Cotton tower one of the signal stations was nothing to do with cotton the plant but was named after Catherine Cotton. the daughter of former Governor Lord Combermere.
Bath was named not because for the beach but after the plantation which acquired its name from the stream running through it. Part of the stream was dammed and used for communal bathing.
Foul Bay is not named for a foul smell but there was originally Fowl Bay, because it once had a swamp which attracted migratory birds.
Castle in St Peter was originally called Indian Castle after a cave there which was occupied by Amerindians.
Animal Flower Cave
Animal flower Cave is named after the sea anemones found inside the cave.
Break Neck Hill
Break Neck Hill is a short steep hill in the Ivy St Michael. it was once the scene of a fatal accident where the victim actually broke his neck. Charles Row Bridge was named for a man who lost his life there.
It is said that Bathsheba, wife of King David, bathed in milk to keep her skin beautiful and soft. The surf covered white waters of Bathsheba are said to resemble Bathsheba’s bath in both appearance and health giving value. It is breathtakingly beautiful dramatic coastline of striking rock formations against which the Atlantic rollers break in cascades of foam.
The Crane in St. Philip was once a small port with a crane which was used to lift cargo from ships anchored offshore.
1769, The "Horse" In the 18th century it was considered improper for ladies to be seen bathing in public. Sea-bathing, however had become so popular that by 1769 at least one discreet bathing place had been constructed near The Crane. It was referred to as the "Horse" and was approached by steps cut into the sea cliff. The stairs to the "horse" can still be seen descending from the far side of the south of The Crane, much as it was in 1769.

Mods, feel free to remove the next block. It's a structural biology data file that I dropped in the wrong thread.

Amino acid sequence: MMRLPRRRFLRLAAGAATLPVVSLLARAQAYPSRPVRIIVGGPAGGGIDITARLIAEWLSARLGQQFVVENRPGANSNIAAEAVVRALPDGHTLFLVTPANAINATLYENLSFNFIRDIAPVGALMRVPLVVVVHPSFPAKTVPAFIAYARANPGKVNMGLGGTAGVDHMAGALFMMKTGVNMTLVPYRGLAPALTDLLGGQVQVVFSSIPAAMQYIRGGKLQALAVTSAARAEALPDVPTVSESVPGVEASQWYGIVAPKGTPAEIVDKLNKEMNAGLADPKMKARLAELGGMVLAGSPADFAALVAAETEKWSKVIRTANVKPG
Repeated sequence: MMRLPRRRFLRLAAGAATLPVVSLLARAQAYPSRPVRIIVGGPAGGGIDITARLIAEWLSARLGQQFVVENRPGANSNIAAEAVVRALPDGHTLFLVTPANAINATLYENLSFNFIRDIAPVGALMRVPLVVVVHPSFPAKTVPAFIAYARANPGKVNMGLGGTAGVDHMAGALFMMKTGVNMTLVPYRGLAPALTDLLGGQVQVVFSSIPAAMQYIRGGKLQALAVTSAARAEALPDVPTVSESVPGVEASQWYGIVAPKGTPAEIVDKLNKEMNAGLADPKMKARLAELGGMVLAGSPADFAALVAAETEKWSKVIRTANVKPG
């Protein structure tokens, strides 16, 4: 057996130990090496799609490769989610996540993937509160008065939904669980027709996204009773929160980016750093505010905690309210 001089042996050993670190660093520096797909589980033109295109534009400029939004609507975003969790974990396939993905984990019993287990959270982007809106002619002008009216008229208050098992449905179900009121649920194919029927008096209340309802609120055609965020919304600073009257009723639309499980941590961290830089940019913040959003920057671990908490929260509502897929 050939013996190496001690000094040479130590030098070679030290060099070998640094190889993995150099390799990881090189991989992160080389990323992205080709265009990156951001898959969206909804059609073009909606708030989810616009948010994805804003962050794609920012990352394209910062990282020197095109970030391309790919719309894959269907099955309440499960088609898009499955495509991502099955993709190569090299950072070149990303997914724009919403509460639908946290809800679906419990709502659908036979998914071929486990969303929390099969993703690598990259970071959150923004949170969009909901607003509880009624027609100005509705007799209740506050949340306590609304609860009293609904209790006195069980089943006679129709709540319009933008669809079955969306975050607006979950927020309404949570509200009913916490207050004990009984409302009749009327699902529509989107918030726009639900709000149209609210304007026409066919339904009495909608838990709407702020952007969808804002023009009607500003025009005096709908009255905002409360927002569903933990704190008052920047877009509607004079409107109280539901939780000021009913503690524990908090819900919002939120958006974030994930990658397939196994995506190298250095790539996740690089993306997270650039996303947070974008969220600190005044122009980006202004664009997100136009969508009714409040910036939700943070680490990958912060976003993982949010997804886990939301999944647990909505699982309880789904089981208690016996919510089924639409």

Hangman Hill is the location where they caught a murder who was later hung at Glendairy prison.
Crab Hill in St Lucy was named Crab Hill because of the large number of crabs found on it.
Three Houses was so named because for some time there were only three houses in the area.
Cut Throat in St Thomas acquired its name from the incident outlined bellow.
A Mr Elcock of Mt Wilton Plantation promised one of his favourite slaves, Geoffrey that he would be freed at Mr Elcocks death. Unable to persuade his master to free him sooner, Geoffrey tried to expedite matters by slitting his throat. He later confessed the crime rather than endure the Ordeal of touch in which it was believed that a dead mans wound would bleed if touched by the murderer.
Trainline St Philip is the exact spot where the part of the railway ran between 1881 and 1937.
The Puff is a area just south east of Conset Bay and is Co
Cow Nose is in Belair St Philip and was so named because there is a hole on top of the cliff; when a wave surges under the cliff, making a noise similar to a cows breathing.
Provided with the compliments of your friends at Glory Tours. The #1 Provider of Sightseeing Tours in Barbados http://glorytours.org/